The 2023 Formula One season has finished and it did not look like a great deal of fun for anyone whose name was not Max Verstappen. Of course, there were highs and lows for every driver and team as well as a lot of performances which fall firmly in the middle.
To sort through it all though, we rated and ranked every driver who took part in more than five grands prix (sorry Liam Lawson). Some are arguably lucky to keep their seats, whilst others should be on the lookout for a move up the grid.
21st. Nyck de Vries, AlphaTauri
Qualifying record vs team-mate: Lost 8-2 to Tsunoda
Points: 0 (22nd in official standings)
A short and not very sweet season for the debutant Dutchman. He had until the British Grand Prix before he was dropped by his team. Although it seemed harsh given the quality of the car, in that time it was hard to make a strong case for his continued place in the team. Would he have done any better in the improved car than his replacements in Daniel Ricciardo and Liam Lawson? Unlikely. 3/10
20th. Lance Stroll, Aston Martin
Qualifying record: Lost 19-3 to Alonso
Points: 74 (10th)
The Canadian did little in 2023 to dispel his reputation as a driver who only occasionally performs at his peak. This season he has been thoroughly outclassed by his team-mate yet again and, with someone else in the team in his place, Aston Martin would have likely finished fourth and not fifth.
Some credit should be given for a decent finish to the season and that he managed to bounce back so quickly after a serious injury at the start. 4/10
19th. Logan Sargeant, Williams
Qualifying record: Lost 22-0 to Albon
Points: 1 (21st)
The American is the only driver who finishes the season without a seat for 2024 (yet). On his 2023 performance that is fully justified. He did not look completely out of his depth, but it is difficult to truly believe that there would be nobody better to partner Alexander Albon next season. He had the pace to score points on more occasions than he actually did, but too many crashes and errors cost him dearly. 4.5/10
18th. Sergio Perez, Red Bull
Qualifying record: Lost 20-2 to Verstappen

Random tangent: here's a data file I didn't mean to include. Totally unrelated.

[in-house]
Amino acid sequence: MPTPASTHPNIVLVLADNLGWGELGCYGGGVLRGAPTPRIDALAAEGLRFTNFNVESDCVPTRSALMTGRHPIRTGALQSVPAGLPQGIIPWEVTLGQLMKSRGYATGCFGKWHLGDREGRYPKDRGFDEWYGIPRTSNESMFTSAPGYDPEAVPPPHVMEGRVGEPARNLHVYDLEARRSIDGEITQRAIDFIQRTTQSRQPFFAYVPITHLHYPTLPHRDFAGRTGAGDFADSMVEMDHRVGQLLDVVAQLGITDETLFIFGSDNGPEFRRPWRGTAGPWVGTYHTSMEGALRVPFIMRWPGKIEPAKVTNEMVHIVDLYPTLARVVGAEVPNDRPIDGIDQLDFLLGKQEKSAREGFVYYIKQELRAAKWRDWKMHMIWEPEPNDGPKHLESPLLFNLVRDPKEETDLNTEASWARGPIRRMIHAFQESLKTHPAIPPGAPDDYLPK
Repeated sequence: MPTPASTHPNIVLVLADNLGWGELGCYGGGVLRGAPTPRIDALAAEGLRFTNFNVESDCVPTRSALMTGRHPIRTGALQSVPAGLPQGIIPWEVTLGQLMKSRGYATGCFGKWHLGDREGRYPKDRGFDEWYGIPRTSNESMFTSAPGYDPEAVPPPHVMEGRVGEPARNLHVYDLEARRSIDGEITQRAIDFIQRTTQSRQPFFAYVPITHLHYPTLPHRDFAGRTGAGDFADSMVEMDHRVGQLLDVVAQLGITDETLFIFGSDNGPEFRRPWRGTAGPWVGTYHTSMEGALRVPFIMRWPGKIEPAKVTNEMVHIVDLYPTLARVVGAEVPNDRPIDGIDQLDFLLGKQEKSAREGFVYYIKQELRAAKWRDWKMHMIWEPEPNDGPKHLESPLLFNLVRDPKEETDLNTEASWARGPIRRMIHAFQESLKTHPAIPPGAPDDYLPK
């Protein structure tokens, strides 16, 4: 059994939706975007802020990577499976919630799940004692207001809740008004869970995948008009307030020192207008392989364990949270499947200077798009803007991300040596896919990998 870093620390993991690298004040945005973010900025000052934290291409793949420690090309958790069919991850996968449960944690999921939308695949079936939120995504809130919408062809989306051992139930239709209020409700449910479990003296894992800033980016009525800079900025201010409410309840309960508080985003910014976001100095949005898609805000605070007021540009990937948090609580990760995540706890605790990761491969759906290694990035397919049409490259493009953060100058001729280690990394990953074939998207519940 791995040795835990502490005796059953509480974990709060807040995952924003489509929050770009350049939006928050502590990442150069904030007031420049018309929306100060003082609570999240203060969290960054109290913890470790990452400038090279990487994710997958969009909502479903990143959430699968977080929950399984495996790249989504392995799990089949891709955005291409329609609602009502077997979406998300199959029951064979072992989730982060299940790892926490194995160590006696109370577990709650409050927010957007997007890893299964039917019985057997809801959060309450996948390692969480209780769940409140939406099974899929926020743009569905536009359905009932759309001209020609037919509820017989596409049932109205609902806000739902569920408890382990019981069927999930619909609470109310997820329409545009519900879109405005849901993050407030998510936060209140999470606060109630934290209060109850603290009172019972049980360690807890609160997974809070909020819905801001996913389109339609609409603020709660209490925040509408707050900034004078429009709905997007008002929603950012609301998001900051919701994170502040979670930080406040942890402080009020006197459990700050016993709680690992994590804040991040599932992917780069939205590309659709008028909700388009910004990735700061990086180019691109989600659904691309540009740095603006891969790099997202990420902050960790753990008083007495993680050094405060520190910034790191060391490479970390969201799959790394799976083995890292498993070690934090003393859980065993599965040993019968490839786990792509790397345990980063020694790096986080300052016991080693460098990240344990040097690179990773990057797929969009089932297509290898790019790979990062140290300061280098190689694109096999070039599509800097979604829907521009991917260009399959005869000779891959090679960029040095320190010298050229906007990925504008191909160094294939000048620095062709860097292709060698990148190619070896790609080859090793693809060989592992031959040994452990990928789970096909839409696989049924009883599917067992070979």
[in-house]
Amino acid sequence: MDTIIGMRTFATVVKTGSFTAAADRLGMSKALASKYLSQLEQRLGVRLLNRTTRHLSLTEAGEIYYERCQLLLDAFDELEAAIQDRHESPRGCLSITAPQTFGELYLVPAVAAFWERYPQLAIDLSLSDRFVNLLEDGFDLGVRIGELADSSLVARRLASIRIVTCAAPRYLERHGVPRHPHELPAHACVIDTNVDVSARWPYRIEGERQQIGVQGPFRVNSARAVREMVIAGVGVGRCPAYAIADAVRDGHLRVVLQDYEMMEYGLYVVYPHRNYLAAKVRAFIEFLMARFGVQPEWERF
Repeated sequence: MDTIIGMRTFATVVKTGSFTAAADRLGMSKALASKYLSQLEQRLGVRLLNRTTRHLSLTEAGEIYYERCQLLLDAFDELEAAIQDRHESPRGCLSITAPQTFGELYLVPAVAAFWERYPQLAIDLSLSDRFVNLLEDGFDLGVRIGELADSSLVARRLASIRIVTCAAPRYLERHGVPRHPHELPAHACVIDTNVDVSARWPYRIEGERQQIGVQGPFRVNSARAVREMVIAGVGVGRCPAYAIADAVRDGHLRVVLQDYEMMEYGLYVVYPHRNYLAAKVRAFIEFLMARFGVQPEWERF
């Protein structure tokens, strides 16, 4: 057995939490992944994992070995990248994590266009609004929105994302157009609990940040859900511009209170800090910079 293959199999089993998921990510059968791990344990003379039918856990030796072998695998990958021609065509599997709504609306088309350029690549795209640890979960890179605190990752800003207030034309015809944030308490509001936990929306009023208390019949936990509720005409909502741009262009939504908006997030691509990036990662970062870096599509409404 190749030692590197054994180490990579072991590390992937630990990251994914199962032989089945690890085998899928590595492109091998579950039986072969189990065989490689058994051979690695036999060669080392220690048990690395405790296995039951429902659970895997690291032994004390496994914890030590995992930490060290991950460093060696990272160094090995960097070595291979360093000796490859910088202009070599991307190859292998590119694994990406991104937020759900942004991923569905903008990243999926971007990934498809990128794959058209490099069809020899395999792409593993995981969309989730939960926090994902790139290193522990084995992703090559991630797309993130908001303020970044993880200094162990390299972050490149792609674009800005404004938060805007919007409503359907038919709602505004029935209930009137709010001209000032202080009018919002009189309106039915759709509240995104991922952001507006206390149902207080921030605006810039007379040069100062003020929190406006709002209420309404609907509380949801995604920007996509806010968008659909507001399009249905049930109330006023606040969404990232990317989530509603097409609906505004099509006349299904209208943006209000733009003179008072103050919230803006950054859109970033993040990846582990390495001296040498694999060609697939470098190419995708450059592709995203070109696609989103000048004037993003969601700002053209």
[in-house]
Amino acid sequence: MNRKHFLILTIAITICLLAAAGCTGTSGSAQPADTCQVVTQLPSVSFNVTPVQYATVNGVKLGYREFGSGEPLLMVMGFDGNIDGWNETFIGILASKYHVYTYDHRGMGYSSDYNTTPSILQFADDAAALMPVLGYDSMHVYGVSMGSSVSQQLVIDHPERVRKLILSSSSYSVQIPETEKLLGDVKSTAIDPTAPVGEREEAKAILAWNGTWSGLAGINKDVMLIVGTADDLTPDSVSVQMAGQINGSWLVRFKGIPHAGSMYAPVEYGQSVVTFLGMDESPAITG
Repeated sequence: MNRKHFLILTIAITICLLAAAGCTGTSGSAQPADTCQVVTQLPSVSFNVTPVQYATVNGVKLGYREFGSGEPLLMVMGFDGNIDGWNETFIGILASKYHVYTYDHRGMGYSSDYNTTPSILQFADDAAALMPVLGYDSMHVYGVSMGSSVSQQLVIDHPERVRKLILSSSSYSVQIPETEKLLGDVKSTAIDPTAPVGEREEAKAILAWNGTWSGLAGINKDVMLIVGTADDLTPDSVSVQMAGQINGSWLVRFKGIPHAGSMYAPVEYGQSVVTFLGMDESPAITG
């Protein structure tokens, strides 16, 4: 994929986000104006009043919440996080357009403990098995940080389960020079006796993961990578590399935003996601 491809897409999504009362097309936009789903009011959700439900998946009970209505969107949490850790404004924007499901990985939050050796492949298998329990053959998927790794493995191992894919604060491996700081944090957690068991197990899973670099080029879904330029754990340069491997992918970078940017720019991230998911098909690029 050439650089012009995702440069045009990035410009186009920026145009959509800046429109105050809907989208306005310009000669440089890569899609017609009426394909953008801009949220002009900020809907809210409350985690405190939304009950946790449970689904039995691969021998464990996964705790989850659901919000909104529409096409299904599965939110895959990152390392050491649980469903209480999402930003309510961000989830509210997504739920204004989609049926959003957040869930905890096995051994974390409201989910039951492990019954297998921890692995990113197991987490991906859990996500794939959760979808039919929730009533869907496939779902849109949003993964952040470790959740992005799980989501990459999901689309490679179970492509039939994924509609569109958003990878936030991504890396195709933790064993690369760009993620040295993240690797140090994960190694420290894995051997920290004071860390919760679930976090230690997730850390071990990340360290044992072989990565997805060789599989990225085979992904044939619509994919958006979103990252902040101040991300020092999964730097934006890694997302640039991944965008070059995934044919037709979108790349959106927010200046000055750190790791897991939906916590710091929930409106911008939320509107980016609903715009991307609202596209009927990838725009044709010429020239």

Points: 285 (2nd)
After four rounds there was talk about Perez putting up at least an illusion of a title fight. Sadly it vaporised soon after with a trouncing in Miami as Verstappen charged through the field from ninth despite Perez’s pole.
That Perez did not beat Verstappen on a Sunday more than twice is not an enormous problem. But that he only recorded four second places in the most dominant car in F1 history is, especially if other teams become more competitive next year. A lot of it stems from his appalling record in qualifying, failing to make it into Q3 nine times. Also crashed far too often. 5/10
17th. Zhou Guanyu, Alfa Romeo
Qualifying record: Lost 15-7 to Bottas
Points: 6 (18th)
There was definite improvement for Zhou in 2023 but it was largely masked by the decline in the competitiveness of his Alfa Romeo car. Yes, team-mate Bottas scored 10 points to his six but that was with only one more top-10 finish. Difficult to find anything too positive or negative about his season other than his progress from 2022, but he has just about justified his place. 5.5/10
16th. Kevin Magnussen, Haas
Qualifying record: Lost 15-7 to Hulkenberg
Points: 3 (19th)
The Dane’s unexpected comeback for Haas in 2022 was one of the stories of the season. There was little for him to enjoy in 2023 as he was beaten by new team-mate Hulkenberg, scoring just three points all season.
Yes, the Haas was a difficult car, and it ate tyres in races, but in qualifying it was almost always his team-mate who got the better of it. Perhaps a mitigating factor is that he had three grands prix in the top 10 compared to Hulkenberg’s one and there was not a great deal in between the two, but Magnussen stood out far less. 5.5/10
15th. George Russell, Mercedes
Qualifying record: Drew 11-11 with Hamilton
Points: 175 (8th)
Russell suffered bad luck this season, yes, but as he admitted to Telegraph Sport, there were a few too many errors and crashes which cost him. As close as it was behind Red Bull, eighth place, two podiums and 25 points behind the next-best driver is a poor return.
After Suzuka, he described his season as a “disaster”. Being level with Hamilton in qualifying and then finishing on the podium in the final race were the only two high points. 5.5/10
14th. Esteban Ocon, Alpine
Qualifying record: Lost 14-8 to Gasly
Points: 58 (12th)